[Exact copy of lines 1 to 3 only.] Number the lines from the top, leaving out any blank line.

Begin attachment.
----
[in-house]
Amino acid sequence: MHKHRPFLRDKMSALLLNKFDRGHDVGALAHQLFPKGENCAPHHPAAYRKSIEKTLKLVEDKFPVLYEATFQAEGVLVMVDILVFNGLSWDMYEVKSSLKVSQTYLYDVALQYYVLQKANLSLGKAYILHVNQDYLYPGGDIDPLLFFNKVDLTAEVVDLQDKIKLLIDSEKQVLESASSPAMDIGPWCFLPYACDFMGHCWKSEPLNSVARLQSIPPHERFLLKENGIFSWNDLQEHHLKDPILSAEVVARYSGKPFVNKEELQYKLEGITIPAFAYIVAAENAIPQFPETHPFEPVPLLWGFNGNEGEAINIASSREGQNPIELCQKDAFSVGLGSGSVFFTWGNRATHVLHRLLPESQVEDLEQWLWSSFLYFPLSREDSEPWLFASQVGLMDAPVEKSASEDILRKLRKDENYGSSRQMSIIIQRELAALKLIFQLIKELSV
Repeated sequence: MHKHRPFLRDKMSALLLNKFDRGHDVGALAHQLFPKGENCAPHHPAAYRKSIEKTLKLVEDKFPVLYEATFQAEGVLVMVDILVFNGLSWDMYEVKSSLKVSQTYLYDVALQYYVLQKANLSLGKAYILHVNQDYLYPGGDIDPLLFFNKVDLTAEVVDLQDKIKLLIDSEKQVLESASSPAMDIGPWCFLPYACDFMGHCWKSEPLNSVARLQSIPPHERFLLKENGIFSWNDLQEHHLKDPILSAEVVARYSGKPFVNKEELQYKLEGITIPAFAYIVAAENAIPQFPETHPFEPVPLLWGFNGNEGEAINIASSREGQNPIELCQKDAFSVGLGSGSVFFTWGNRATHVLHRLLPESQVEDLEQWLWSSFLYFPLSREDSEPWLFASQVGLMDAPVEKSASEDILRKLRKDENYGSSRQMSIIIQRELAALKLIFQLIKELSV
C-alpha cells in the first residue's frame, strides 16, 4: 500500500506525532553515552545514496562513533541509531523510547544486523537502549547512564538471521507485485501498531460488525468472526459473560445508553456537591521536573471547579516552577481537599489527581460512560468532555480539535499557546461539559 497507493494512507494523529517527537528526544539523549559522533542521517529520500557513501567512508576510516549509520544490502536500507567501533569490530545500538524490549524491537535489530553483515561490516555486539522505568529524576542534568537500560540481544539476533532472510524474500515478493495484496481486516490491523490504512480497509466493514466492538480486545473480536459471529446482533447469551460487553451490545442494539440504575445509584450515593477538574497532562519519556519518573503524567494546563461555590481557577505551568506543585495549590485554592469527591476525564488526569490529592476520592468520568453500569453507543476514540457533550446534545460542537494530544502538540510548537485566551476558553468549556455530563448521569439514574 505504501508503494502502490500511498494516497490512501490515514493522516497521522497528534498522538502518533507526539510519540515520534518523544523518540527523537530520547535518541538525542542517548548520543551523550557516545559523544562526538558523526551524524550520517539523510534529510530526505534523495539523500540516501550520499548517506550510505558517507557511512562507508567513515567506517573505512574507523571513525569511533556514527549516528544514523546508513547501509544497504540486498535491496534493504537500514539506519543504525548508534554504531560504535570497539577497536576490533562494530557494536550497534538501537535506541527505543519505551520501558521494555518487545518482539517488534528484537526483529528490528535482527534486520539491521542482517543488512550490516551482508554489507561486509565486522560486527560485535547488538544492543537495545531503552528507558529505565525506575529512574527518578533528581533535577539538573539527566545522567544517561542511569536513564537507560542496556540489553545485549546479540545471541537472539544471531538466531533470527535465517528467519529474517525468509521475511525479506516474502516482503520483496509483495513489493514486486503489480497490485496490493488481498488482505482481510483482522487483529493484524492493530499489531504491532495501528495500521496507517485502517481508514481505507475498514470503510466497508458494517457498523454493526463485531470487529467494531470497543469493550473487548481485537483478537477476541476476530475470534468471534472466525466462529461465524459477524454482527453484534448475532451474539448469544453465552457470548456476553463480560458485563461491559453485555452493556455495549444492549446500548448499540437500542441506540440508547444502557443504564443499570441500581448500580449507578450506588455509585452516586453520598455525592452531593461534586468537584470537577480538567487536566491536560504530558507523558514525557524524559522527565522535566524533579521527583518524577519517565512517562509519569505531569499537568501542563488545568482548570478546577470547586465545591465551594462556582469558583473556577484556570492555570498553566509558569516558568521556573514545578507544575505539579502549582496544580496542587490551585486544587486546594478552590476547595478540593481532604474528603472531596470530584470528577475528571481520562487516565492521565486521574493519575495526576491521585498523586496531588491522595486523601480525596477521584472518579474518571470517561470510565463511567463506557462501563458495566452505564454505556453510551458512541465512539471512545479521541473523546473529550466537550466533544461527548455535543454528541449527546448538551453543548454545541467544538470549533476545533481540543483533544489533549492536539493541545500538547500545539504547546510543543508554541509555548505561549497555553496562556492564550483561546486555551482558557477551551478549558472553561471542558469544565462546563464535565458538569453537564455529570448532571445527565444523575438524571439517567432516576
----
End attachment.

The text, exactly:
[in-house]
Amino acid sequence: MHKHRPFLRDKMSALLLNKFDRGHDVGALAHQLFPKGENCAPHHPAAYRKSIEKTLKLVEDKFPVLYEATFQAEGVLVMVDILVFNGLSWDMYEVKSSLKVSQTYLYDVALQYYVLQKANLSLGKAYILHVNQDYLYPGGDIDPLLFFNKVDLTAEVVDLQDKIKLLIDSEKQVLESASSPAMDIGPWCFLPYACDFMGHCWKSEPLNSVARLQSIPPHERFLLKENGIFSWNDLQEHHLKDPILSAEVVARYSGKPFVNKEELQYKLEGITIPAFAYIVAAENAIPQFPETHPFEPVPLLWGFNGNEGEAINIASSREGQNPIELCQKDAFSVGLGSGSVFFTWGNRATHVLHRLLPESQVEDLEQWLWSSFLYFPLSREDSEPWLFASQVGLMDAPVEKSASEDILRKLRKDENYGSSRQMSIIIQRELAALKLIFQLIKELSV
Repeated sequence: MHKHRPFLRDKMSALLLNKFDRGHDVGALAHQLFPKGENCAPHHPAAYRKSIEKTLKLVEDKFPVLYEATFQAEGVLVMVDILVFNGLSWDMYEVKSSLKVSQTYLYDVALQYYVLQKANLSLGKAYILHVNQDYLYPGGDIDPLLFFNKVDLTAEVVDLQDKIKLLIDSEKQVLESASSPAMDIGPWCFLPYACDFMGHCWKSEPLNSVARLQSIPPHERFLLKENGIFSWNDLQEHHLKDPILSAEVVARYSGKPFVNKEELQYKLEGITIPAFAYIVAAENAIPQFPETHPFEPVPLLWGFNGNEGEAINIASSREGQNPIELCQKDAFSVGLGSGSVFFTWGNRATHVLHRLLPESQVEDLEQWLWSSFLYFPLSREDSEPWLFASQVGLMDAPVEKSASEDILRKLRKDENYGSSRQMSIIIQRELAALKLIFQLIKELSV